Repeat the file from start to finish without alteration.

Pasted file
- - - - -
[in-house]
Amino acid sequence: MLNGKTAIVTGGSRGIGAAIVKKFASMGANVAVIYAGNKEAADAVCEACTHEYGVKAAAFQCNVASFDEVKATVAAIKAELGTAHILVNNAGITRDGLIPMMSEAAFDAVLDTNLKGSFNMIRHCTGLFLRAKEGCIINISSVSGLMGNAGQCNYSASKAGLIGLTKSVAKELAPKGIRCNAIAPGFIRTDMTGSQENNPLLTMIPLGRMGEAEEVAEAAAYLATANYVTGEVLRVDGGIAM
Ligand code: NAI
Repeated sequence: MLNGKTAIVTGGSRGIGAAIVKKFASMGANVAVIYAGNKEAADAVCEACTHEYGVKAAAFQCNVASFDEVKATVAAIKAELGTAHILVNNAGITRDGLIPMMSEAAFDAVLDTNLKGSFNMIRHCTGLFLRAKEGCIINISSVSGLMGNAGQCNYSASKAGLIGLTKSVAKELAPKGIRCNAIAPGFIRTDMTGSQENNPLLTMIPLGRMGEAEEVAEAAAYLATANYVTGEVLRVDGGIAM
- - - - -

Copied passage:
[in-house]
Amino acid sequence: MLNGKTAIVTGGSRGIGAAIVKKFASMGANVAVIYAGNKEAADAVCEACTHEYGVKAAAFQCNVASFDEVKATVAAIKAELGTAHILVNNAGITRDGLIPMMSEAAFDAVLDTNLKGSFNMIRHCTGLFLRAKEGCIINISSVSGLMGNAGQCNYSASKAGLIGLTKSVAKELAPKGIRCNAIAPGFIRTDMTGSQENNPLLTMIPLGRMGEAEEVAEAAAYLATANYVTGEVLRVDGGIAM
Ligand code: NAI
Repeated sequence: MLNGKTAIVTGGSRGIGAAIVKKFASMGANVAVIYAGNKEAADAVCEACTHEYGVKAAAFQCNVASFDEVKATVAAIKAELGTAHILVNNAGITRDGLIPMMSEAAFDAVLDTNLKGSFNMIRHCTGLFLRAKEGCIINISSVSGLMGNAGQCNYSASKAGLIGLTKSVAKELAPKGIRCNAIAPGFIRTDMTGSQENNPLLTMIPLGRMGEAEEVAEAAAYLATANYVTGEVLRVDGGIAM